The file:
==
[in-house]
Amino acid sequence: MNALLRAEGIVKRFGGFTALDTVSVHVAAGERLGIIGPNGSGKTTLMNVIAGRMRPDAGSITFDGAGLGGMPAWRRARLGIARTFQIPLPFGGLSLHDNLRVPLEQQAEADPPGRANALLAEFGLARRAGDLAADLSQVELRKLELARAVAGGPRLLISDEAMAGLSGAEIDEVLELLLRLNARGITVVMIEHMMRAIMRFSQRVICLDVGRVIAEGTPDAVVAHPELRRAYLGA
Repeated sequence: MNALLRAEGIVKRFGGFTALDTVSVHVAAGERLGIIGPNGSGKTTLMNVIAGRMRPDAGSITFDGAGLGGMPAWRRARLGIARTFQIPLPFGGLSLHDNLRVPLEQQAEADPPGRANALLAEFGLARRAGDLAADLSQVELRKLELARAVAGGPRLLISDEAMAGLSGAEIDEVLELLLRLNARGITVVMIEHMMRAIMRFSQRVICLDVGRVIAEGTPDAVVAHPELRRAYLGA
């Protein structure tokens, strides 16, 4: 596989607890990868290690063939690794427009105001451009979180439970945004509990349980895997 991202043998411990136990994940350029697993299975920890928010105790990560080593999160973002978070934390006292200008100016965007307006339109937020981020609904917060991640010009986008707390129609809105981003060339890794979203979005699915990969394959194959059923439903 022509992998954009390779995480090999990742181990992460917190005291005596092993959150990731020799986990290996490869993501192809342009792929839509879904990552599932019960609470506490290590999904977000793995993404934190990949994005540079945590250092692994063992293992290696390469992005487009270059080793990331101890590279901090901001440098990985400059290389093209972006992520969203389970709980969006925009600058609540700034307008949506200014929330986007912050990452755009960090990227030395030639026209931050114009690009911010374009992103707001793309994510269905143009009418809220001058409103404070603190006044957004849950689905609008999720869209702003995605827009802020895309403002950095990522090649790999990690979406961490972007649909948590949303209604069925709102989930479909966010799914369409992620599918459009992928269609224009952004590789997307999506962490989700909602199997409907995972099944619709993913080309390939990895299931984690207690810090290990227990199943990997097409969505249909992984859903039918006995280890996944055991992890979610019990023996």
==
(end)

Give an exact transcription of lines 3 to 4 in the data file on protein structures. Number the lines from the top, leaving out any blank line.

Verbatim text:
Repeated sequence: MNALLRAEGIVKRFGGFTALDTVSVHVAAGERLGIIGPNGSGKTTLMNVIAGRMRPDAGSITFDGAGLGGMPAWRRARLGIARTFQIPLPFGGLSLHDNLRVPLEQQAEADPPGRANALLAEFGLARRAGDLAADLSQVELRKLELARAVAGGPRLLISDEAMAGLSGAEIDEVLELLLRLNARGITVVMIEHMMRAIMRFSQRVICLDVGRVIAEGTPDAVVAHPELRRAYLGA
């Protein structure tokens, strides 16, 4: 596989607890990868290690063939690794427009105001451009979180439970945004509990349980895997 991202043998411990136990994940350029697993299975920890928010105790990560080593999160973002978070934390006292200008100016965007307006339109937020981020609904917060991640010009986008707390129609809105981003060339890794979203979005699915990969394959194959059923439903 022509992998954009390779995480090999990742181990992460917190005291005596092993959150990731020799986990290996490869993501192809342009792929839509879904990552599932019960609470506490290590999904977000793995993404934190990949994005540079945590250092692994063992293992290696390469992005487009270059080793990331101890590279901090901001440098990985400059290389093209972006992520969203389970709980969006925009600058609540700034307008949506200014929330986007912050990452755009960090990227030395030639026209931050114009690009911010374009992103707001793309994510269905143009009418809220001058409103404070603190006044957004849950689905609008999720869209702003995605827009802020895309403002950095990522090649790999990690979406961490972007649909948590949303209604069925709102989930479909966010799914369409992620599918459009992928269609224009952004590789997307999506962490989700909602199997409907995972099944619709993913080309390939990895299931984690207690810090290990227990199943990997097409969505249909992984859903039918006995280890996944055991992890979610019990023996």